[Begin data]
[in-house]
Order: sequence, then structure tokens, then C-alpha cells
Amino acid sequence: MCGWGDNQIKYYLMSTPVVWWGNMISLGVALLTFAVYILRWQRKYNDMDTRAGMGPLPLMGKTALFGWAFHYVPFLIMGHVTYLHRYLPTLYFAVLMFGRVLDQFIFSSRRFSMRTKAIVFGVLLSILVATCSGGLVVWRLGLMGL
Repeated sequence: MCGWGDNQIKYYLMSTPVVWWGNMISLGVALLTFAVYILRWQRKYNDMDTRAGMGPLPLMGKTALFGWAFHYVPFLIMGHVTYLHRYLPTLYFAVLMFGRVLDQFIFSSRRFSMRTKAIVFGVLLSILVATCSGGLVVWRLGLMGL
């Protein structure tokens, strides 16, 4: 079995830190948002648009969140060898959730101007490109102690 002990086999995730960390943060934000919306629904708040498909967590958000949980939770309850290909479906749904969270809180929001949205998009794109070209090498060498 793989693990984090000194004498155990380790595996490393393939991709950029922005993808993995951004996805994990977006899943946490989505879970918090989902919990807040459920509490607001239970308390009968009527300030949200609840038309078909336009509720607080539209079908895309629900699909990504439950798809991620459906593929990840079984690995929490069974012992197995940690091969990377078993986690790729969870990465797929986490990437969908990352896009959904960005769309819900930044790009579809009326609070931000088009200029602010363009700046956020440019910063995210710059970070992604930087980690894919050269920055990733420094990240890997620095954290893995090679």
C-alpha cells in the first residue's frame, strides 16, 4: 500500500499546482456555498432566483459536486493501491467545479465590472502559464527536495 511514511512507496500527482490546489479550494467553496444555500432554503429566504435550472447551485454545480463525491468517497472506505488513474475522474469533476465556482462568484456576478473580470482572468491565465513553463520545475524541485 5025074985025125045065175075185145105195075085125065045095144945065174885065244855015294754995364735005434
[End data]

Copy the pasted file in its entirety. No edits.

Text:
[in-house]
Order: sequence, then structure tokens, then C-alpha cells
Amino acid sequence: MCGWGDNQIKYYLMSTPVVWWGNMISLGVALLTFAVYILRWQRKYNDMDTRAGMGPLPLMGKTALFGWAFHYVPFLIMGHVTYLHRYLPTLYFAVLMFGRVLDQFIFSSRRFSMRTKAIVFGVLLSILVATCSGGLVVWRLGLMGL
Repeated sequence: MCGWGDNQIKYYLMSTPVVWWGNMISLGVALLTFAVYILRWQRKYNDMDTRAGMGPLPLMGKTALFGWAFHYVPFLIMGHVTYLHRYLPTLYFAVLMFGRVLDQFIFSSRRFSMRTKAIVFGVLLSILVATCSGGLVVWRLGLMGL
């Protein structure tokens, strides 16, 4: 079995830190948002648009969140060898959730101007490109102690 002990086999995730960390943060934000919306629904708040498909967590958000949980939770309850290909479906749904969270809180929001949205998009794109070209090498060498 793989693990984090000194004498155990380790595996490393393939991709950029922005993808993995951004996805994990977006899943946490989505879970918090989902919990807040459920509490607001239970308390009968009527300030949200609840038309078909336009509720607080539209079908895309629900699909990504439950798809991620459906593929990840079984690995929490069974012992197995940690091969990377078993986690790729969870990465797929986490990437969908990352896009959904960005769309819900930044790009579809009326609070931000088009200029602010363009700046956020440019910063995210710059970070992604930087980690894919050269920055990733420094990240890997620095954290893995090679």
C-alpha cells in the first residue's frame, strides 16, 4: 500500500499546482456555498432566483459536486493501491467545479465590472502559464527536495 511514511512507496500527482490546489479550494467553496444555500432554503429566504435550472447551485454545480463525491468517497472506505488513474475522474469533476465556482462568484456576478473580470482572468491565465513553463520545475524541485 5025074985025125045065175075185145105195075085125065045095144945065174885065244855015294754995364735005434